Create a UNIVERSAL::AUTOLOAD that goes through the inheritance hierarchy looking for a CAN method. If it finds it, it calls that method expecting back a subroutine reference or a false value. If it gets a subroutine reference, it calls it. If it gets a false value, it continues looking. At the same time override UNIVERSAL::can to first try a regular UNIVERSAL::can (you can hold a reference to the original one in a closure), and otherwise do the same search through the inheritance tree for CAN methods that AUTOLOAD does. Convince everyone who wants to use AUTOLOAD that they should use your custom version and write CAN methods instead. And then it all works. You can accomplish anything that AUTOLOAD could. UNIVERSAL::can works. There is no duplication of logic anywhere. (If this explanation confuses and people really want, I could easily write this modelcode. I just don't want to do that in addition to writing this post at the moment.)

Of course when it comes time to actually convince people to switch, you still have to get over their likely indifference to whether UNIVERSAL::can works. Particularly when it means rewriting already working code.

Perhaps in Perl 6 we can encourage people to follow this strategy. But in Perl 5 it is a lost cause, and it strikes me as fairly silly to lecture people on why they should do extra work to reduce breakage in something that they are highly unlikely to get right, and mostly didn't really care about anyways.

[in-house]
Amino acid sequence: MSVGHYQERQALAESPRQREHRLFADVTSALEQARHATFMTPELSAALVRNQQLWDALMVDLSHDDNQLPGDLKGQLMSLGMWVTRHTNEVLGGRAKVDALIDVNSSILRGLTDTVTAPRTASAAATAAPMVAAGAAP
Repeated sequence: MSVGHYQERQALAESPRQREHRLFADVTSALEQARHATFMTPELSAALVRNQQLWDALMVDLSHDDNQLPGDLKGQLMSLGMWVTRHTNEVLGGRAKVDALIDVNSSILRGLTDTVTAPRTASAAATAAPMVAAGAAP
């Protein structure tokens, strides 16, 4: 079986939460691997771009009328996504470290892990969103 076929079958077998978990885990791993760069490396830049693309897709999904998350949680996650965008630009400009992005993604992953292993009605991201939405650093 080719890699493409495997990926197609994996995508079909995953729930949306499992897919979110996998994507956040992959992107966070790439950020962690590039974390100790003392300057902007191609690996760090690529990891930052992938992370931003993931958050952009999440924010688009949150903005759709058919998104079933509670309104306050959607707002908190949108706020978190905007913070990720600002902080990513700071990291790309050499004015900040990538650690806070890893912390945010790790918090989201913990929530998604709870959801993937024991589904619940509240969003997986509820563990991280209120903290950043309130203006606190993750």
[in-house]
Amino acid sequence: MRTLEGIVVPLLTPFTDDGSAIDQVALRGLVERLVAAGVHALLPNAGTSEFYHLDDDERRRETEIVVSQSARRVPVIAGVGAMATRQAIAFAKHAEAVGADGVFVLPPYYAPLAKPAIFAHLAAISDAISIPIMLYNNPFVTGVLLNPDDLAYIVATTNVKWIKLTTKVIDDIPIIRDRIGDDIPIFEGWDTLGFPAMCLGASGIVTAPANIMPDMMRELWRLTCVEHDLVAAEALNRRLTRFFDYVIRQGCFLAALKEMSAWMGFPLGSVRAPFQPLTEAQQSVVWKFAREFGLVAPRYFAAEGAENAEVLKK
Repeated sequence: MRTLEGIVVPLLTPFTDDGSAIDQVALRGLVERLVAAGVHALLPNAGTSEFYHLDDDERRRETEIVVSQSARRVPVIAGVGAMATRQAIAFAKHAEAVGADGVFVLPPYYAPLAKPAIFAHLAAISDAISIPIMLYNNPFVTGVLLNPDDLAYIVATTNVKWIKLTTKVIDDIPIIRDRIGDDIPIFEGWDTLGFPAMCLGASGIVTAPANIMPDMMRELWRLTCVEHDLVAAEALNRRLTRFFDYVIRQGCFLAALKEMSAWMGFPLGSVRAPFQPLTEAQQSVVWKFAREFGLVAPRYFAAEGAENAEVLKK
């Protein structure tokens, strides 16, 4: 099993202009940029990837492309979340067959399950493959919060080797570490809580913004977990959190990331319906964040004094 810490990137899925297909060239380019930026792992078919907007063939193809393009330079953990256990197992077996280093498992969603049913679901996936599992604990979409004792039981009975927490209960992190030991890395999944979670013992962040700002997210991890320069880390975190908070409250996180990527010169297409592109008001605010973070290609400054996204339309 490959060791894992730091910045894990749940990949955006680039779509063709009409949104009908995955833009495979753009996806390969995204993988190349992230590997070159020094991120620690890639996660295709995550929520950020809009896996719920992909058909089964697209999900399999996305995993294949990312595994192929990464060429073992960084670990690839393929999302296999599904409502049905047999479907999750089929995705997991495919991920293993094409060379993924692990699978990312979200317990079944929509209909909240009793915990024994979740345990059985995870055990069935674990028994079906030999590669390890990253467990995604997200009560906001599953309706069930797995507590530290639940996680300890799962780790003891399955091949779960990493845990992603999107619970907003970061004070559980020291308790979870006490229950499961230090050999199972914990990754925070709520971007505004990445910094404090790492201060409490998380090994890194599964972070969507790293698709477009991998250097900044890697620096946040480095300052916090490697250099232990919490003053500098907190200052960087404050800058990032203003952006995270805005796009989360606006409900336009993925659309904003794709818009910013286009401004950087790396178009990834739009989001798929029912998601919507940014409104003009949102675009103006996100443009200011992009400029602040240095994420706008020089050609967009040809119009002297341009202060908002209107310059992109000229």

Update: I used the wrong word. Fixed.

Update 2: jweed pointed out that both links to past discussion were the same. Oops. Fixed.

Replies are listed 'Best First'.
Re: Why breaking can() is acceptable
by BrowserUk (Patriarch) on Apr 06, 2004 at 02:25 UTC

    This sounds a little like using turn signals (indicators) on a car. The law might mandate it, and it's certainly not a bad thing to do, but driving such that you are commited to relying upon others doing so correctly is fraught with danger.

    The problem with this type of 'rule', is it requires that everyone voluntarily comply with it, before it will ever be safe to benefit from it.

    To extend the analogy a little further, it also suffers in the same way as turn signals in that it is nearly impossible to automate, because it requires you know where you are going before you get to the decision point; but we all have to visit strange cities, and we are all subject to late breaking clues and changes of direction.

    The problem with turn signals, is that just as soon as you get comfortable with relying upon them, you encounter the driver that sets his signal left and then turns right.

    Examine what is said, not who speaks.
    "Efficiency is intelligent laziness." -David Dunham